Lynda Barry’s New Book Offers a Master Class in Making Comics

In the same way you don’t have to like the way your liv­er looks for it to be able to func­tion, you don’t have to like the way your draw­ings look for them to start to work.  —Lyn­da Bar­ry

Want to feel more alive in the world?

Get back in touch with your inner four-year-old artist, using meth­ods put for­ward by artist, edu­ca­tor, and g*ddamn nation­al trea­sure Lyn­da Bar­ry.

Mak­ing Comics, the lat­est book from the Uni­ver­si­ty of Wis­con­sin asso­ciate pro­fes­sor, MacArthur Genius, and Omega Insti­tute fac­ul­ty mem­ber, bypass­es stan­dard­ized pro­fes­sion­al skills such as ink­ing, sto­ry­board­ing, and let­ter­ing, in order to foment a deep­er emo­tion­al con­nec­tion between car­toon­ist and com­ic.

First things first, you can draw. Stop say­ing you can’t. You can.

Stop say­ing your draw­ings look like they were made by a four-year-old.

In Barry’s expe­ri­ence, the unfet­tered draw­ings of four-year-old artists are some­thing to aim for.

As author and comics his­to­ri­an Chris Gavaler notes in his Pop Mat­ters review:

Mak­ing Comics is a love let­ter to every child who ever picked up a cray­on and start­ed mak­ing marks with unself­con­scious inten­si­ty. Those chil­dren include her col­lege stu­dents. Like her read­ers, some arrive at class with artis­tic train­ing and some arrive with none at all. The lat­ter arrive hav­ing long for­got­ten the unin­hib­it­ed style of image-mak­ing they under­stood instinc­tive­ly as chil­dren. Find­ing each of those chil­dren is Bar­ry’s mis­sion, and she is very very good at it.

Bar­ry, who is child­less, is keen­ly attuned to the sort of play­ful assign­ments that hold imme­di­ate appeal for chil­dren of all ages.

And she doles out instruc­tions on a need to know basis, dis­arm­ing the self-doubt and excuse-mak­ing that plague adult stu­dents who are pre­sent­ed with the big pic­ture too ear­ly in the process.

In Mak­ing Comics, exer­cis­es include draw­ing with eyes closed, draw­ing with the non-dom­i­nant hand, two-hand­ed draw­ing, simul­ta­ne­ous part­ner draw­ing, Exquis­ite Corpse, and trans­form­ing scrib­bles and cof­fee stains by teas­ing out what­ev­er image they may sug­gest.

Bar­ry also con­veys pre­cise instruc­tions with regard to speed and mate­ri­als, know­ing that those can close as many win­dows as they open.

She’s bat­tling the sti­fling impulse toward per­fec­tion, the impos­si­ble stan­dards that cause so many to turn away from mak­ing pic­tures and sto­ries as they mature.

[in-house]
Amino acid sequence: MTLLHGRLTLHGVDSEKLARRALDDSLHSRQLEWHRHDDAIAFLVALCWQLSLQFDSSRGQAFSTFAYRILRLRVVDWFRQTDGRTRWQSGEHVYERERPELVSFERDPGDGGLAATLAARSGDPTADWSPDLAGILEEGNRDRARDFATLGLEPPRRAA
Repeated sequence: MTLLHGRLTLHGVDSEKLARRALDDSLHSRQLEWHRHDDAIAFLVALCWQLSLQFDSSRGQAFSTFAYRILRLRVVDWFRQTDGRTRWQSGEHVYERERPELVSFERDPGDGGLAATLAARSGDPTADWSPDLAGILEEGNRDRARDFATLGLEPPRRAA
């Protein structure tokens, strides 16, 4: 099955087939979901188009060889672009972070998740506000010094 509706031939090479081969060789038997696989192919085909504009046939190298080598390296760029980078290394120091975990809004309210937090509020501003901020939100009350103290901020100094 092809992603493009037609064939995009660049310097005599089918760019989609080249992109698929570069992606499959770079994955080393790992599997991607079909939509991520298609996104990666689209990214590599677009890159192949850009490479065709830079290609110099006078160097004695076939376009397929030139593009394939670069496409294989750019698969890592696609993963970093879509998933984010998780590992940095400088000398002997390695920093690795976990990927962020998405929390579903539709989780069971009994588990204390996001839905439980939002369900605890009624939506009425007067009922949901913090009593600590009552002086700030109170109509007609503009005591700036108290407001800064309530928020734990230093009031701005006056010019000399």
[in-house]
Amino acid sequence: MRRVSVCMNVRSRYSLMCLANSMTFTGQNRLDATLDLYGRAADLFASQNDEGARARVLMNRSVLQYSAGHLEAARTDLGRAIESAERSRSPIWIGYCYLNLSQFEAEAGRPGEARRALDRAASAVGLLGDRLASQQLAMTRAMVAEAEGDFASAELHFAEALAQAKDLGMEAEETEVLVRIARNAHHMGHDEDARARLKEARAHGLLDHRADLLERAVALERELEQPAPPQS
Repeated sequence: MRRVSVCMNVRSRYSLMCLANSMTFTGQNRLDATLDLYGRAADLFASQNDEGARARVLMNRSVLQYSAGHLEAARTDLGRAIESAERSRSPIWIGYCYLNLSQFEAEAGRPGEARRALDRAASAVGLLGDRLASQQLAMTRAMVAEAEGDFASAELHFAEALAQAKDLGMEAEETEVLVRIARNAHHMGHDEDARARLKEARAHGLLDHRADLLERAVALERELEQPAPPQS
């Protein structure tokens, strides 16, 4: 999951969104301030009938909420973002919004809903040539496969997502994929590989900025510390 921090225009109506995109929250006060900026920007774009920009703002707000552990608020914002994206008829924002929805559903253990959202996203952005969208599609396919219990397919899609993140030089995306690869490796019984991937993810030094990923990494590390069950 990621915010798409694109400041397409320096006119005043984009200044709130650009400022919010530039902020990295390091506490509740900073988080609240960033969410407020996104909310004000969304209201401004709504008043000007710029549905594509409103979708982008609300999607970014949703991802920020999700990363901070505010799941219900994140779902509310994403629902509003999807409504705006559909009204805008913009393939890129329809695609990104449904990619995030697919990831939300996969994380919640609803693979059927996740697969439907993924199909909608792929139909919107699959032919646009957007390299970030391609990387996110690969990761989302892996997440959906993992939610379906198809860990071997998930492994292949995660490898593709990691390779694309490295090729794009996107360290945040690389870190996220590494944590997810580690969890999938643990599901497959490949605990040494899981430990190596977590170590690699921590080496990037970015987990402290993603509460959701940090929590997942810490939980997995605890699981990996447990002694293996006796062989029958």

Don’t sweat it! More rock, less talk! Unleash the mon­sters of your id! Invite unfore­seen ghosts into the frame!

As Bar­ry says:

….there are two work­ing lan­guages in human life. One is sort of top of the mind, what we’re con­scious of. The oth­er is this uncon­scious stuff that we might not know about or have access to. The way we access it is usu­al­ly through this thing we call ‘the arts.’ Unfor­tu­nate­ly, that has got­ten removed from the reg­u­lar dai­ly expe­ri­ence of human life. What I’m try­ing to do is to show that there is a way that they can come togeth­er, and that you can make things in a way that makes you actu­al­ly feel alive and present.

Read an excerpt of Lyn­da Barry’s Mak­ing Comics. Or pur­chase your own copy of Mak­ing Comics here.

Video at the top of the page cour­tesy of Art Book Walk-throughs & Reviews.

Relat­ed Con­tent:

Fol­low Car­toon­ist Lyn­da Barry’s 2017 “Mak­ing Comics” Class Online, Pre­sent­ed at UW-Wis­con­sin

Lyn­da Bar­ry on How the Smart­phone Is Endan­ger­ing Three Ingre­di­ents of Cre­ativ­i­ty: Lone­li­ness, Uncer­tain­ty & Bore­dom

Car­toon­ist Lyn­da Bar­ry Teach­es You How to Draw

Ayun Hal­l­i­day is an author, illus­tra­tor, the­ater mak­er and Chief Pri­ma­tol­o­gist of the East Vil­lage Inky zine.  Join her in NYC on Mon­day, Decem­ber 9 when her month­ly book-based vari­ety show, Necro­mancers of the Pub­lic Domain cel­e­brates Dennison’s Christ­mas Book (1921). Fol­low her @AyunHalliday.

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